• Switch Edition
Follow
Magners League
Italian clubs on collision course with FIR
Enrico Borra
April 24, 2011
Aironi's Tito Tebaldi stretches to score a try, Treviso v Aironi, Magners League, Stadio Comunale di Monigo, Treviso, Italy, December 24, 2010
Aironi's Tito Tebaldi scores against Treviso earlier in the season © Getty Images
Enlarge

Aironi and Benetton Treviso's Magners League participation could be at risk as the Italian Rugby Federation (FIR) looks to end a dispute over foreign player limits.

The two sides will soon celebrate the end of their first season in the competition, but heavy turbulence is looming.

The franchises have produced middling results on-field and sit bottom of the league - Aironi having won only once, against Connacht - but they have enjoyed a rise in attendances. More than 43,000 people have watched the ten Treviso games played so far at the Monigo Stadium and around 30,000 attended the nine Aironi matches, figures that were surprisingly high when compared with the normal average of the Italian championship.

Both teams are financed in part by the FIR, who want to protect the development of young Italian players. The FIR is thought to be spending between six and seven million euros for the two franchises, divided between players' contracts and league fees. A demand of euro 3m for four years, which should have been divided between the FIR, Aironi and Benetton Treviso has been paid in full by the Federation.

Concerns have been raised over the number of average foreign players operating at the two teams. From next season they will compete under an FIR ruling that states that no more than five overseas players are permitted in a starting XV, with that number falling to three in coming seasons.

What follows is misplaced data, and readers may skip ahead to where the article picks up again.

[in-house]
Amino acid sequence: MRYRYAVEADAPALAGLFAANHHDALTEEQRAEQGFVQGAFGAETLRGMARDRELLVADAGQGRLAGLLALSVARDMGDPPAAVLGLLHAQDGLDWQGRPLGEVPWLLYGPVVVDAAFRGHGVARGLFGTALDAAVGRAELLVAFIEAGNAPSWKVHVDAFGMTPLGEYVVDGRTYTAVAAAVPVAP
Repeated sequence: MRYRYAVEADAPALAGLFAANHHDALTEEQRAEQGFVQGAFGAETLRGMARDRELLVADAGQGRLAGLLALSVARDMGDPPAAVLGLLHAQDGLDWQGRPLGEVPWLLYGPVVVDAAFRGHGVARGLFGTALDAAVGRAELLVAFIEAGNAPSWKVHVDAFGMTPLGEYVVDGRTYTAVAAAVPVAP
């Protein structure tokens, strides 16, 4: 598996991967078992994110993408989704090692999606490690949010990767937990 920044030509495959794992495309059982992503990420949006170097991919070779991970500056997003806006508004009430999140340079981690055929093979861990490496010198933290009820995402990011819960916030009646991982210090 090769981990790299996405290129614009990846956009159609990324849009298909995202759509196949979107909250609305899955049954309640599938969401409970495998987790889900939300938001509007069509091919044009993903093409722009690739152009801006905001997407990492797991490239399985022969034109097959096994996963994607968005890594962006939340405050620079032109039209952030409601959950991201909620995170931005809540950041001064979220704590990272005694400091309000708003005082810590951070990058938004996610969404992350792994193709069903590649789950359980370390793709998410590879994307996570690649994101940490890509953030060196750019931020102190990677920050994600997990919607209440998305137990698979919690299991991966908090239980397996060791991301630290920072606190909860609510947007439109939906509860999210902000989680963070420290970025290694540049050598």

They may use one foreign player in the front and second row, one in the back-row, one at halfback and one in the backs, a move designed to safeguard the growth of homegrown talents such as scrum-half Fabio Semenzato, one of the success stories of the last Six Nations, or Edoardo Gori. Both players have been positive additions to the national setup in recent years, but collected just a few caps in the Magners League in the first part of the season.

Both teams have raised concerns, however, that the ruling will leave them short on personnel at the beginning of next season, with both set to contribute heavily to the Italy squad at the Rugby World Cup.

"I really can't understand the critics," Giancarlo Dondi, long-time president of the FIR, said. "People are forgetting why we chose to enter the professional era. We decided to accept the Magners League offer to gain a professional dimension that would allow our national team's players to grow and get used to the international level on a weekly basis.

"We did so only to have the chance to control our elite players, trying to offer them a more competitive and economically rewarding environment, that would have prevented them from leaving Italy. At the same time we were trying to get some of our best internationals back from the French and English leagues. We want our players in the game and we want fewer foreign players, but of top quality to help our rugby grow. So it's not really a matter of Aironi or Benetton Treviso, it's the interests of Italian rugby and the national team that is guiding the growth of our movement. I must add that all the Magners League teams operate in the same conditions."

The Italian Federation owns the two participation licenses and, if things don't change in the short term, they may even reallocate them to other candidates from 2012-13.

"We gave Aironi and Benetton Treviso our indications and we expect that they will use them in the general interest of Italian rugby," Dondi said. "I'm confident they will start cooperating but if they won't the Italian Rugby Federation must think at some alternative solutions for the 2012-13 season."

© ESPN Sports Media Ltd.
Live Scores
Results
Fixtures